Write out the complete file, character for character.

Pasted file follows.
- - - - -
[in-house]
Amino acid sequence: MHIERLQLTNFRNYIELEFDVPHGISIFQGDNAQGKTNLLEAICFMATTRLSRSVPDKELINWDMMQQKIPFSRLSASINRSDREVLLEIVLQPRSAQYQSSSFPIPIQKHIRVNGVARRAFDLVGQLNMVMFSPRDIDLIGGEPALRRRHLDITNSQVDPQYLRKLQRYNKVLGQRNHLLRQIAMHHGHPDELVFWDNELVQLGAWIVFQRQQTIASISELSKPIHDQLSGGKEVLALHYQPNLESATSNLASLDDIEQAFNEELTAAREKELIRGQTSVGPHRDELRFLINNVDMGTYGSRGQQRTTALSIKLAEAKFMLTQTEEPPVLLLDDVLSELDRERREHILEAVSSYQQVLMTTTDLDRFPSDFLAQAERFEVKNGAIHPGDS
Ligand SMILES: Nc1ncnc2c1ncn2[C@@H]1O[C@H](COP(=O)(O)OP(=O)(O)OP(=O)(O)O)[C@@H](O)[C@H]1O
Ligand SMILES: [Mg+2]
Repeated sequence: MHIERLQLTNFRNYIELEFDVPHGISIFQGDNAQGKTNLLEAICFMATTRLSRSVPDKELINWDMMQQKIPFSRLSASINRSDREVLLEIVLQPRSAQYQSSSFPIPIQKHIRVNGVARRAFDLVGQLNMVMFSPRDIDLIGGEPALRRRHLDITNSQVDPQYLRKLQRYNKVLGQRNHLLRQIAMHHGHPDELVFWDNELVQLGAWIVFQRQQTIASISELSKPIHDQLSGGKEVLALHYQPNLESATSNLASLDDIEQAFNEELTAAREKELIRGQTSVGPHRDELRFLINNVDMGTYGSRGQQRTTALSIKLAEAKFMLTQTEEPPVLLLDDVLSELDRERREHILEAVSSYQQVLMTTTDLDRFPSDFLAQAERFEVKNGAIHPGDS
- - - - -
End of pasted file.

[in-house]
Amino acid sequence: MHIERLQLTNFRNYIELEFDVPHGISIFQGDNAQGKTNLLEAICFMATTRLSRSVPDKELINWDMMQQKIPFSRLSASINRSDREVLLEIVLQPRSAQYQSSSFPIPIQKHIRVNGVARRAFDLVGQLNMVMFSPRDIDLIGGEPALRRRHLDITNSQVDPQYLRKLQRYNKVLGQRNHLLRQIAMHHGHPDELVFWDNELVQLGAWIVFQRQQTIASISELSKPIHDQLSGGKEVLALHYQPNLESATSNLASLDDIEQAFNEELTAAREKELIRGQTSVGPHRDELRFLINNVDMGTYGSRGQQRTTALSIKLAEAKFMLTQTEEPPVLLLDDVLSELDRERREHILEAVSSYQQVLMTTTDLDRFPSDFLAQAERFEVKNGAIHPGDS
Ligand SMILES: Nc1ncnc2c1ncn2[C@@H]1O[C@H](COP(=O)(O)OP(=O)(O)OP(=O)(O)O)[C@@H](O)[C@H]1O
Ligand SMILES: [Mg+2]
Repeated sequence: MHIERLQLTNFRNYIELEFDVPHGISIFQGDNAQGKTNLLEAICFMATTRLSRSVPDKELINWDMMQQKIPFSRLSASINRSDREVLLEIVLQPRSAQYQSSSFPIPIQKHIRVNGVARRAFDLVGQLNMVMFSPRDIDLIGGEPALRRRHLDITNSQVDPQYLRKLQRYNKVLGQRNHLLRQIAMHHGHPDELVFWDNELVQLGAWIVFQRQQTIASISELSKPIHDQLSGGKEVLALHYQPNLESATSNLASLDDIEQAFNEELTAAREKELIRGQTSVGPHRDELRFLINNVDMGTYGSRGQQRTTALSIKLAEAKFMLTQTEEPPVLLLDDVLSELDRERREHILEAVSSYQQVLMTTTDLDRFPSDFLAQAERFEVKNGAIHPGDS